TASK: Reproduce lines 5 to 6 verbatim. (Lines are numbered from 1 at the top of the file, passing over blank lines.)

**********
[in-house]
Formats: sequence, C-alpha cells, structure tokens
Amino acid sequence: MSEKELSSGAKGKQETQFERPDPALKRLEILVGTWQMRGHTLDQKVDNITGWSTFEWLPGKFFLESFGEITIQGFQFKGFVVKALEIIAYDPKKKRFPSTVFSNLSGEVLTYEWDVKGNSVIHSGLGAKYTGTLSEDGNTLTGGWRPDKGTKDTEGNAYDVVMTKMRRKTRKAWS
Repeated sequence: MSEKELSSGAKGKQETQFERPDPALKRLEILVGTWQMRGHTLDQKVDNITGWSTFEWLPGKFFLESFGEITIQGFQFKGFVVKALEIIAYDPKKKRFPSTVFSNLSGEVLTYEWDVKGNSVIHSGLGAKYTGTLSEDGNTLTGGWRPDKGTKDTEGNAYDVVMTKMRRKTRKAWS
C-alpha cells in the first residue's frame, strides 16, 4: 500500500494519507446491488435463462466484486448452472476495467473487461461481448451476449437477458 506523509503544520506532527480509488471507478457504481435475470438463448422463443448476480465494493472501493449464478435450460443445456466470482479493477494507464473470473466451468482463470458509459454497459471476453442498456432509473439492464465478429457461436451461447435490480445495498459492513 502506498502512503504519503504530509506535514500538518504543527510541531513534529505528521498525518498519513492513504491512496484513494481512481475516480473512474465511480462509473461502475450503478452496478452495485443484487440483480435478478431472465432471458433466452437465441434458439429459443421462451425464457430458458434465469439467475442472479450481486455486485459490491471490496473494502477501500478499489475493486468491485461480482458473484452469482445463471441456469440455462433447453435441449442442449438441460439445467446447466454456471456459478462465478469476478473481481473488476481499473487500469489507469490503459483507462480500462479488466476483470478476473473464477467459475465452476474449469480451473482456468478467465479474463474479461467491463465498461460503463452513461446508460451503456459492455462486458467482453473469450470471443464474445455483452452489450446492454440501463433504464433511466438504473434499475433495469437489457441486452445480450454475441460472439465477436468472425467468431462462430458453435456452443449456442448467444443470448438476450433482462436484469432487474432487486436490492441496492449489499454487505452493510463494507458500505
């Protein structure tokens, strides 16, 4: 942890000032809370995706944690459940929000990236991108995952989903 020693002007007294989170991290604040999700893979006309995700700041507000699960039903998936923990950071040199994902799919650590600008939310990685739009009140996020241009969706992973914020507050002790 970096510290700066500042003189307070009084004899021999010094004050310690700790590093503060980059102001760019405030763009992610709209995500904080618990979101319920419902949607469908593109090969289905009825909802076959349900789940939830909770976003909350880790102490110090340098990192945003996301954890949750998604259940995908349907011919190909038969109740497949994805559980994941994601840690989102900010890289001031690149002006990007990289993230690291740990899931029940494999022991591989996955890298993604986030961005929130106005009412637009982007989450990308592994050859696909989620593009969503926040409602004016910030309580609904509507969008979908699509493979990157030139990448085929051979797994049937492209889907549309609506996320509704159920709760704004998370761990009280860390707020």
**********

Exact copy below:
C-alpha cells in the first residue's frame, strides 16, 4: 500500500494519507446491488435463462466484486448452472476495467473487461461481448451476449437477458 506523509503544520506532527480509488471507478457504481435475470438463448422463443448476480465494493472501493449464478435450460443445456466470482479493477494507464473470473466451468482463470458509459454497459471476453442498456432509473439492464465478429457461436451461447435490480445495498459492513 502506498502512503504519503504530509506535514500538518504543527510541531513534529505528521498525518498519513492513504491512496484513494481512481475516480473512474465511480462509473461502475450503478452496478452495485443484487440483480435478478431472465432471458433466452437465441434458439429459443421462451425464457430458458434465469439467475442472479450481486455486485459490491471490496473494502477501500478499489475493486468491485461480482458473484452469482445463471441456469440455462433447453435441449442442449438441460439445467446447466454456471456459478462465478469476478473481481473488476481499473487500469489507469490503459483507462480500462479488466476483470478476473473464477467459475465452476474449469480451473482456468478467465479474463474479461467491463465498461460503463452513461446508460451503456459492455462486458467482453473469450470471443464474445455483452452489450446492454440501463433504464433511466438504473434499475433495469437489457441486452445480450454475441460472439465477436468472425467468431462462430458453435456452443449456442448467444443470448438476450433482462436484469432487474432487486436490492441496492449489499454487505452493510463494507458500505
């Protein structure tokens, strides 16, 4: 942890000032809370995706944690459940929000990236991108995952989903 020693002007007294989170991290604040999700893979006309995700700041507000699960039903998936923990950071040199994902799919650590600008939310990685739009009140996020241009969706992973914020507050002790 970096510290700066500042003189307070009084004899021999010094004050310690700790590093503060980059102001760019405030763009992610709209995500904080618990979101319920419902949607469908593109090969289905009825909802076959349900789940939830909770976003909350880790102490110090340098990192945003996301954890949750998604259940995908349907011919190909038969109740497949994805559980994941994601840690989102900010890289001031690149002006990007990289993230690291740990899931029940494999022991591989996955890298993604986030961005929130106005009412637009982007989450990308592994050859696909989620593009969503926040409602004016910030309580609904509507969008979908699509493979990157030139990448085929051979797994049937492209889907549309609506996320509704159920709760704004998370761990009280860390707020």